Live review: Celtic Connections: James Vincent McMorrow, Siobhan Wilson at City Halls, 28/1/14

james-vincent-mcmorrowlargeCity Halls is a beautiful venue often used most often for classical concerts, when I’ve been in the white court-like room before, it has been to see orchestras perform on red carpet.

The orchestra puppets sliding bows and beaters jumping expertly to the rhythmic command of the conductor.

Tonight, it will be interesting to see the City Halls relax to the sounds of Siobhan Wilson and James Vincent McMorrow.

There’s a winter feeling to the stage Siobhan Wilson stands on; ivory papercraft tipi’s are on the floor, with frost mist gathering around, and a large white moon hung above – it’s a geometric, gentle scene and a stark change from the venue’s usual outfit.

One of Wilson’s first songs complements the snow-looking stage: “I don’t want Christmas to come again this year,” she sings in a lovely tone.

The song tells the story of being dissatisfied as time passes and questions still remain unanswered and life’s knots are still tightly tied, as she shakes the guitar throughout to create echo and add atmosphere.

Her voice has an old-fashioned feel, matching her flicking liner and sixties hair, in that theme I guess she’s somewhere between Jackie O and Janis J!

A highlight is her cover of Joni Mitchell’s ‘A Case of You’, clearly a favourite of hers, her brows furrowed and knee jerking with meaning as she sings the chorus line “I could drink a case of you”.

Some of her set has a great country tinge and there’s something Dolly about it – the brilliant voice of ‘Little Sparrow’ more than the cheese of ‘9 to 5’.

An unnamed song just recorded in Inverary is interesting, promising for the new EP and gets a big round of applause.

Lyrically, Wilson is a girl after every girl’s heart with honest lyrics like: “he did me wrong, I let him get me down, all I ever wanted was to love and be loved, shame oh-oh-on him”.

Her last song ‘All Dressed Up’ is a Jolene tale with a swingy She and Him beat, singing with real swoon, she takes us through a night of dressing up for a man that loves someone else.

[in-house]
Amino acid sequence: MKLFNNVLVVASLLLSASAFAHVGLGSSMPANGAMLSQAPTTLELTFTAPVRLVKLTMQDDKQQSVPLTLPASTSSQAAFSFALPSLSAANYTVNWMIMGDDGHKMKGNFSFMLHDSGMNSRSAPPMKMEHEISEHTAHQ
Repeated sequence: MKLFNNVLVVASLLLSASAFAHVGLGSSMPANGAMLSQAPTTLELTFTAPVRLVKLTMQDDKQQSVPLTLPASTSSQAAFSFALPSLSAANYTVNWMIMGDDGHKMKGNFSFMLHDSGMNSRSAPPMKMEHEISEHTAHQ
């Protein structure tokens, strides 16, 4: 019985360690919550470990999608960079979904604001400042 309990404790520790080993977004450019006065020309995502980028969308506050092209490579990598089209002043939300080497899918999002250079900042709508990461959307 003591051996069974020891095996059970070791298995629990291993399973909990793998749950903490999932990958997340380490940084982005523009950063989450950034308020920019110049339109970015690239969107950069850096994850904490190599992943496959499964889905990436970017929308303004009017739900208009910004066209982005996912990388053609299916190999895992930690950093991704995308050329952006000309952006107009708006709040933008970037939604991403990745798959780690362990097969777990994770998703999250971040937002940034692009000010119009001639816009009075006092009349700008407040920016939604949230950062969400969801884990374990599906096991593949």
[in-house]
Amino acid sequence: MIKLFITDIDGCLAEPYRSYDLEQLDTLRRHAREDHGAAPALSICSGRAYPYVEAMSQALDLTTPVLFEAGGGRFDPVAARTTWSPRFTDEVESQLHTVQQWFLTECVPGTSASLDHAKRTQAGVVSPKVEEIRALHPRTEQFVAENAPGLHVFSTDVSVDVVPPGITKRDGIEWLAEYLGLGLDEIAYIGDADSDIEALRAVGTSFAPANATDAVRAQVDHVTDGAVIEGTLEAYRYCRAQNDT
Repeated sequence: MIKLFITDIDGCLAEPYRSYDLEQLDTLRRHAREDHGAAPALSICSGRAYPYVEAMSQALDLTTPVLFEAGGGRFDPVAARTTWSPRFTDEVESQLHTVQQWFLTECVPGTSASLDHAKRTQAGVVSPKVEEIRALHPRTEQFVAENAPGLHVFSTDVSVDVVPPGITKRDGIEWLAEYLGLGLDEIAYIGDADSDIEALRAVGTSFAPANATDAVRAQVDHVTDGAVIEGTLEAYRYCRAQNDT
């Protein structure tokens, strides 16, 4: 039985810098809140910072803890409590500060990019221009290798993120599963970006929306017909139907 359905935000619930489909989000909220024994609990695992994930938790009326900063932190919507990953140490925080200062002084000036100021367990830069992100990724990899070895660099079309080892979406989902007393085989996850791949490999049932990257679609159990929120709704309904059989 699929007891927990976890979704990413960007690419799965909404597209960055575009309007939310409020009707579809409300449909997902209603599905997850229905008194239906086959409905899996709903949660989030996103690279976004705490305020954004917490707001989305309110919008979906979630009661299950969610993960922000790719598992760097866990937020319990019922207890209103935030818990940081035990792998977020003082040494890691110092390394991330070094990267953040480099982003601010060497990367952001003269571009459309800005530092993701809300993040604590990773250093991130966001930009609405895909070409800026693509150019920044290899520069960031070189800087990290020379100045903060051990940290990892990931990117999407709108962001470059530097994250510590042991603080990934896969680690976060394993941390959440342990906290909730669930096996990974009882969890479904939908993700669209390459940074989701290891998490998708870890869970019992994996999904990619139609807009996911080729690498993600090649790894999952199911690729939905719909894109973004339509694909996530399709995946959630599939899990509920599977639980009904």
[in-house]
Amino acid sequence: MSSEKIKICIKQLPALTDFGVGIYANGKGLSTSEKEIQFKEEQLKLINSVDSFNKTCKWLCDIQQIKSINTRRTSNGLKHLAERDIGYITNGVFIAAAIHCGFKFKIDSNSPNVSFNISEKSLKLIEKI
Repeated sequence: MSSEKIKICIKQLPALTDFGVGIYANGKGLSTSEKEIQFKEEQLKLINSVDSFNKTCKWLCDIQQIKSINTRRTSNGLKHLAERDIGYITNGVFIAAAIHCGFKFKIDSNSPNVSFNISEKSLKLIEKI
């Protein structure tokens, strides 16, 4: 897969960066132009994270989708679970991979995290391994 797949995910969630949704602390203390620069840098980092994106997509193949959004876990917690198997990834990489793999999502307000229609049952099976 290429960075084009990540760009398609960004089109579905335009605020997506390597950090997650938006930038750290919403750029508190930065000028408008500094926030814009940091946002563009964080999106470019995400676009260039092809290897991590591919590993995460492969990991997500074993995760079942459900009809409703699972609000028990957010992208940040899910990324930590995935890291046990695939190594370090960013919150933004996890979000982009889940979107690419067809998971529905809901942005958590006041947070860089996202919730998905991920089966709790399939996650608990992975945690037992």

When James Vincent McMorrow comes on, the stage comes to life; the pure white stage is lit up, with the pyramids turning pink, blue and green throughout the set and the moon turning from planet to galaxy – it’s a great set and absolutely mesmerizing.

Mesmerizing, too, is McMorrow himself, his voice seems to come from beyond him and he’s so wrapped on the music that he doesn’t interact with the audience until quite a way through the set.

When he does, he’s very quiet, to the point of almost being cutesy, and self-deprecating: “I haven’t even said hello yet, it’s just so nice to go from song to song”.

He talks about his last Celtic Connections appearance and how humbled he was to be amongst “luminaries”.

The onstage colours and shapes of have a chiaro scuro effect on McMorrow’s face, emphasising his sincerity and concentration.

When he belts out his lyrics in his high pitch shrill (not in a harsh way) it’s quite – cliché warning – spine tingling: “take me to the heart of his river… Sometimes my hands don’t feel my own/ I need somebody to hold”.

Work from the new album, Post-Tropical, sounds the best; the quality of acoustic songwriting with trip-hop beats and experimental dance beats.

McMorrow – early on in his tour – seems to really enjoy the music he is playing which you can feel as an audience member.

With a more elaborate stage production and more musicians onstage it would be reminiscent of Bon Iver’s last tour.

The gig stands out as being different from any other I’ve seen during Celtic Connections.

McMorrow is being creative with song structure – for example a sudden cut off after a sudden rock swell – and the audience are thrilled with it.

Instrumentally there are drums, keys, mandolin and guitar as well as harmonies and tastefully done handclaps.

The glory of being in City Halls and far from the chit-chatter of Oran Mor is that the offbeat claps and little musical quirks have their intended, surprising, impact.

Older songs sound a tad freer and rockier, the combination of a two is a good mix.

‘Higher Love’ isn’t in the main body of the set and it isn’t even in the encore, this is no bad thing and as the crowd clap and rise to their feet it’s clear it was just perfect without it.

Words: Leonie Colmar

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